How the new TDS Resolution alternative dispute resolution scheme works
Since the extension to the TDS Resolution service on the 1st April 2021, we have received a large number of requests for assistance. Requests have ranged from rent arrears issues to disputes regarding repairs. In this blog, I will be covering how the service works, answering some frequently asked questions from landlords and tenants and provide a few tips on when to consider using a property mediation service.
The alternative dispute resolution scheme process
Getting in touch is simple. Both landlords and tenants can request assistance by filling out our interactive form. We will be in touch within 5 working days to let you know whether we can take your case forward. Each case is assessed on suitability and our aim is to help maintain the landlord and tenant relationship by dealing primarily with mid-tenancy issues. For this reason, cases where for example, the tenant is in arrears of 6 or more months where notice has already been served are likely to be rejected, unless there is a strong reason to believe that our service could help.
If your case is accepted, we will make contact with your landlord/tenant to request their consent to take part in the process. It is important to note that conciliation/mediation is not compulsory and needs both parties to be on board and willing to engage. We will give your landlord/tenant up to 5 working days to respond. If no response is received, the case will be closed.
If your landlord/tenant consents, we will set up an appointment with one of our conciliators lasting up to an hour to help resolve the matter. We aim to set up the appointment within 10 working days of consent being received. If the appointment is successful, a document drafted by the conciliator will be sent to both parties detailing what was agreed by the parties within 2 working days of the appointment. If unsuccessful, the case will be closed.
Frequently asked questions
What is the difference between conciliation and mediation? - Conciliation and mediation are very similar. At their core, both involve an independent third party bringing two parties together to reach a compromise. The main difference being a conciliator tends to play a more active role in making proposals about the settlement of the dispute. In either case, the third party’s role is to help the parties reach a mutually acceptable solution. The conciliator/mediator will not impose an outcome on the parties.
My tenant is 6 (or more) months in arrears and notice has been served for eviction, can you help convince my tenant to leave earlier? – It is important to note that the aim of our service is to help maintain tenancies. Further, from our experience, once a situation reaches this stage, we are unlikely to be of any real help in resolving the matter.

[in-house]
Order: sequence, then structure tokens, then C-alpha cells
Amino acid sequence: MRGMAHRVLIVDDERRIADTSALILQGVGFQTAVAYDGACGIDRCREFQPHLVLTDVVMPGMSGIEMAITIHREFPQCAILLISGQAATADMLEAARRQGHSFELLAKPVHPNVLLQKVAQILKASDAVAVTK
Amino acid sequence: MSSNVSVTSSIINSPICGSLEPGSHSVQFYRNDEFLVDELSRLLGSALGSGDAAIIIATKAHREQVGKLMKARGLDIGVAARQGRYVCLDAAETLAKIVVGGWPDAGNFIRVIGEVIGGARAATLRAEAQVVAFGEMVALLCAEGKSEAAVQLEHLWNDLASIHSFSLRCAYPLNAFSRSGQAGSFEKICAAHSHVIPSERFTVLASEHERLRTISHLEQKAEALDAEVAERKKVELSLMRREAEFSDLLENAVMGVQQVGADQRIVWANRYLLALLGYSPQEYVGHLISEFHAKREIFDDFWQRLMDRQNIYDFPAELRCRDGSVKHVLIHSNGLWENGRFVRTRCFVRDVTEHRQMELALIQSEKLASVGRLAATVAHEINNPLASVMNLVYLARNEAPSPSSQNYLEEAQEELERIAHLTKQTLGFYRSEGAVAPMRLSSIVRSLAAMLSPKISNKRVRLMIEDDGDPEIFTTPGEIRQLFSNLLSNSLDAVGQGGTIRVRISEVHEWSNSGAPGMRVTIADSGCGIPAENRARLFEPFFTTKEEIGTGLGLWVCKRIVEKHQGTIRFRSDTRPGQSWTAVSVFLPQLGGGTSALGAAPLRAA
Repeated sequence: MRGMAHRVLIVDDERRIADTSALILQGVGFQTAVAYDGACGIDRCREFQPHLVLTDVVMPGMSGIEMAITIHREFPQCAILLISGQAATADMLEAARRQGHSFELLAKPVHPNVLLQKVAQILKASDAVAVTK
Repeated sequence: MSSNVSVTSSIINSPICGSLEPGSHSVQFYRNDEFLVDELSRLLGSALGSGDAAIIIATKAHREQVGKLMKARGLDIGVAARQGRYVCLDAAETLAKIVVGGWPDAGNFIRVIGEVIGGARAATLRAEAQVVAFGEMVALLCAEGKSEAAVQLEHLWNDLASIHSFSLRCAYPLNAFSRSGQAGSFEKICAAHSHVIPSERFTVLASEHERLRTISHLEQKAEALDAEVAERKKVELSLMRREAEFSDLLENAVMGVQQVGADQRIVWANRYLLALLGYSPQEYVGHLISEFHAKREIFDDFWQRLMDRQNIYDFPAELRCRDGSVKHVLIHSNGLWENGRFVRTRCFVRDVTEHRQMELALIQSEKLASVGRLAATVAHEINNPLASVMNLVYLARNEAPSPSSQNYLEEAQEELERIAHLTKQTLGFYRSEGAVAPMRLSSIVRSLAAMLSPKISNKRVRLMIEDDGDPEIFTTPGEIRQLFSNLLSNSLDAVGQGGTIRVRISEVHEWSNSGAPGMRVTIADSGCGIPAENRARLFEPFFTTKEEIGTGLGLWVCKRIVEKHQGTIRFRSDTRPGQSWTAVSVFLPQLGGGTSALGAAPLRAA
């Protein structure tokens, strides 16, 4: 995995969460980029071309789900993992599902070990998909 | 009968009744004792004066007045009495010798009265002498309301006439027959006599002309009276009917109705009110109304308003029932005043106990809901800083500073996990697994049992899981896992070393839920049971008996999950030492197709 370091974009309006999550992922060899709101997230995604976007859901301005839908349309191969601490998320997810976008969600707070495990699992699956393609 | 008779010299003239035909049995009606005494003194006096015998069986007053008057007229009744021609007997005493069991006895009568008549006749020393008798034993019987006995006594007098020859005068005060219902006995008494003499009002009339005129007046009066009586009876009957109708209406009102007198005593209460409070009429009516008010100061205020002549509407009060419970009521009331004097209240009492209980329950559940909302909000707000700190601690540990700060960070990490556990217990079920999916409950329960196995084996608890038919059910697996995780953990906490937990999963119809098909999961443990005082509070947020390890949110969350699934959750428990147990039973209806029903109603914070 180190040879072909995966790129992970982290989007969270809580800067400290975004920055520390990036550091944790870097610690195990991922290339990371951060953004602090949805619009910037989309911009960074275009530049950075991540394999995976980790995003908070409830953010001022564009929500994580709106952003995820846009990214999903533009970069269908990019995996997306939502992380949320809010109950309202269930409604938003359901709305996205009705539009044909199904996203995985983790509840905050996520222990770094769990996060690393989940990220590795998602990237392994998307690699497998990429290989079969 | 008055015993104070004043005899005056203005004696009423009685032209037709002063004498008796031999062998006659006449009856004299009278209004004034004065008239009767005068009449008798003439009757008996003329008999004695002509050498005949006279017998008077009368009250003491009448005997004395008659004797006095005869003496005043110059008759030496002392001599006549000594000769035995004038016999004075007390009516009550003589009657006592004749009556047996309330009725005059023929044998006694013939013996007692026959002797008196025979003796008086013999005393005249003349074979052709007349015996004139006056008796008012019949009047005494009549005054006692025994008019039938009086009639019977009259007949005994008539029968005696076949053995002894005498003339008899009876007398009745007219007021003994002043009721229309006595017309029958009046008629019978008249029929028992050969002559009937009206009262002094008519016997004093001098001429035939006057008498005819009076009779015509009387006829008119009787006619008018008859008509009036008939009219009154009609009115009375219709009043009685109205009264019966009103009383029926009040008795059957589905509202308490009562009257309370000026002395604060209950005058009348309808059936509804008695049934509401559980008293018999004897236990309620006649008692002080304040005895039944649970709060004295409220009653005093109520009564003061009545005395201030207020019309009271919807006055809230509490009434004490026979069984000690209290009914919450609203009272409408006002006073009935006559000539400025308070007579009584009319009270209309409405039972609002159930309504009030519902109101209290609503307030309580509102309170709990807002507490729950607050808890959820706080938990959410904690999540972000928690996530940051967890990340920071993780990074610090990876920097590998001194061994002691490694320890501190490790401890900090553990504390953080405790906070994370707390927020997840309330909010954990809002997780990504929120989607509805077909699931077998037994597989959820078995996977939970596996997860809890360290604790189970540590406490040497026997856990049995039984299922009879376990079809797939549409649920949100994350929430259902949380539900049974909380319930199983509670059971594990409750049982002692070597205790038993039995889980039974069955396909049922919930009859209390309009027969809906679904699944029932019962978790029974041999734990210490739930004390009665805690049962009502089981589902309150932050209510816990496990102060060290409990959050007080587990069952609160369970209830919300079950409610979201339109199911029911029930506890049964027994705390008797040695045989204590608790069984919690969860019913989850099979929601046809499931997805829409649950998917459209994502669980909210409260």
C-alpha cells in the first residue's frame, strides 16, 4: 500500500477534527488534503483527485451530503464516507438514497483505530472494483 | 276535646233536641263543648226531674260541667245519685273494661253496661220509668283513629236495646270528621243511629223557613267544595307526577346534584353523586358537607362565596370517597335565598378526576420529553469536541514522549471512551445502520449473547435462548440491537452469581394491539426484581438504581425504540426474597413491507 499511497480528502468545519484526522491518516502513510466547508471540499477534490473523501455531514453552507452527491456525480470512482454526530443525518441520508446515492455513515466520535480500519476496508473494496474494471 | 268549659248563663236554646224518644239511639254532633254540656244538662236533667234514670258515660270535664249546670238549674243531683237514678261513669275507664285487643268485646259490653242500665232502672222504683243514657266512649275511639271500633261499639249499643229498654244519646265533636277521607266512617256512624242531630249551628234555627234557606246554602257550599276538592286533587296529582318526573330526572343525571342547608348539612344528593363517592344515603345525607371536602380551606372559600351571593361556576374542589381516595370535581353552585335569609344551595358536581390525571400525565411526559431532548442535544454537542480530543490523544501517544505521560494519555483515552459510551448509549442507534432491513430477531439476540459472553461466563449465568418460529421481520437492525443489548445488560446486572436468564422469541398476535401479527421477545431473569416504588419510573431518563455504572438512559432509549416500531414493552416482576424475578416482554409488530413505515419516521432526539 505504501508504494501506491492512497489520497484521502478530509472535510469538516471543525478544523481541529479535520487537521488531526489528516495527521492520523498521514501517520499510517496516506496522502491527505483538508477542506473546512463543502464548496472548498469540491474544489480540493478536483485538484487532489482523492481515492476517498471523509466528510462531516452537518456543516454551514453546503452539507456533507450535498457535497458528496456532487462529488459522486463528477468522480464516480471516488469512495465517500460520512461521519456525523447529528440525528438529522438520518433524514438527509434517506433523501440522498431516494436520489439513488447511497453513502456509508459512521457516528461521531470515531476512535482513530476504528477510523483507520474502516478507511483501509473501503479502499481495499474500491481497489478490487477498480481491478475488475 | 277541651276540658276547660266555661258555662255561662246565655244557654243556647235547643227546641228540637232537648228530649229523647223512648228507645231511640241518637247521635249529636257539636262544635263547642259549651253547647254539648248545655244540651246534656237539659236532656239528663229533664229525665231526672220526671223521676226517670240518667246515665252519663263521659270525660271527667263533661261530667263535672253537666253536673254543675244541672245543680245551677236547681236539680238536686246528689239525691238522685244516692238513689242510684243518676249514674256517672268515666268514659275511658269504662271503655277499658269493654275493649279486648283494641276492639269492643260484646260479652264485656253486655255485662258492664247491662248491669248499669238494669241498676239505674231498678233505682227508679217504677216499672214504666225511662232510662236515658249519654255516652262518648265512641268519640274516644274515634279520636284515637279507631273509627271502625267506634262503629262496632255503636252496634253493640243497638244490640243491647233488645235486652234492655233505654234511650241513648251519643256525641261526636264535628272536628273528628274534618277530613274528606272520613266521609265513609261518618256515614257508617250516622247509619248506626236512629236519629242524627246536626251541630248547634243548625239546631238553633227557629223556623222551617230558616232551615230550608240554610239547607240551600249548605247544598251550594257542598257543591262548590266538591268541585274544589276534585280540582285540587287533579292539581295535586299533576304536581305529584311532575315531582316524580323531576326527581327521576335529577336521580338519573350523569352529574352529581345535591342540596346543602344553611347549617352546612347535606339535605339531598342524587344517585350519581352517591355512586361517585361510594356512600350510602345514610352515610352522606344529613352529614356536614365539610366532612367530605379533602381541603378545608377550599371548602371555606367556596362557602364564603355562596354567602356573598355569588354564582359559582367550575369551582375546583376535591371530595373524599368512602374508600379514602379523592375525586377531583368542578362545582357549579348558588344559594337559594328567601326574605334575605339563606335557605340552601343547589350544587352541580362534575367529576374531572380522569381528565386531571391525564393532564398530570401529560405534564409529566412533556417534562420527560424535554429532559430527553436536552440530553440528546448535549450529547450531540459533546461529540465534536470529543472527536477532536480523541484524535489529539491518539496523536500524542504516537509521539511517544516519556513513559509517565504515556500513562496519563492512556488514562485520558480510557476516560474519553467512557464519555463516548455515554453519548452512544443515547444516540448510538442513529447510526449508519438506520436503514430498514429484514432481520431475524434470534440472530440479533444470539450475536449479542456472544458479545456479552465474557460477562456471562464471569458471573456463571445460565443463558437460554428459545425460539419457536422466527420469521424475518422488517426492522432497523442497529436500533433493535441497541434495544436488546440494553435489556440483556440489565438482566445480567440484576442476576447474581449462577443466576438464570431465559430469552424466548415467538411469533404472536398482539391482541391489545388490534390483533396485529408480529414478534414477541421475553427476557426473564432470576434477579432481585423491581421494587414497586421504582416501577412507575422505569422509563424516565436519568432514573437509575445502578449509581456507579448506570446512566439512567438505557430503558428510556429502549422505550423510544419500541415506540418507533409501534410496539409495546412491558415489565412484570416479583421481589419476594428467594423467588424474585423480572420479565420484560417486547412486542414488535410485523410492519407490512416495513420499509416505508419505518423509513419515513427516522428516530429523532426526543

What constitutes “serious anti-social activity”? – Disputes are assessed on a case-by-case basis. However, as a rule of thumb, issues involving criminal activity are generally considered serious and would be more suitable for the police. However, issues involving excessive or persistent noise or using offensive language would generally be within our remit.
Tips on when to consider using an alternative dispute resolution scheme
If payment of rent is staring to become an issue; if you are a tenant, contact us if negotiating with your landlord on this matter is proving difficult and if you are a landlord, contact us early on so we can help resolve the matter before the situation gets worse.
You have attempted to negotiate with your landlord/tenant and both consider mediation as a suitable option. As consent is required from both parties, it is always best to communicate with the other party prior to requesting assistance. If your landlord/tenant does not want to engage, the mediation cannot go ahead.
You are prepared to meet in the middle. Mediation more often than not involves a compromise being made by both parties in order to reach a mutually acceptable outcome.
Interested in trying conciliation? Our property mediation service is free and we are able to assist in the following types of issues/disputes:
Breach of tenancy terms
Noise/Anti-social behaviour (except serious anti-social activity)
Our aim is to secure mutually acceptable agreements between landlords and tenants to allow tenancies to be sustained. Fill out the form below to get started. Alternatively, request a call back to find out more.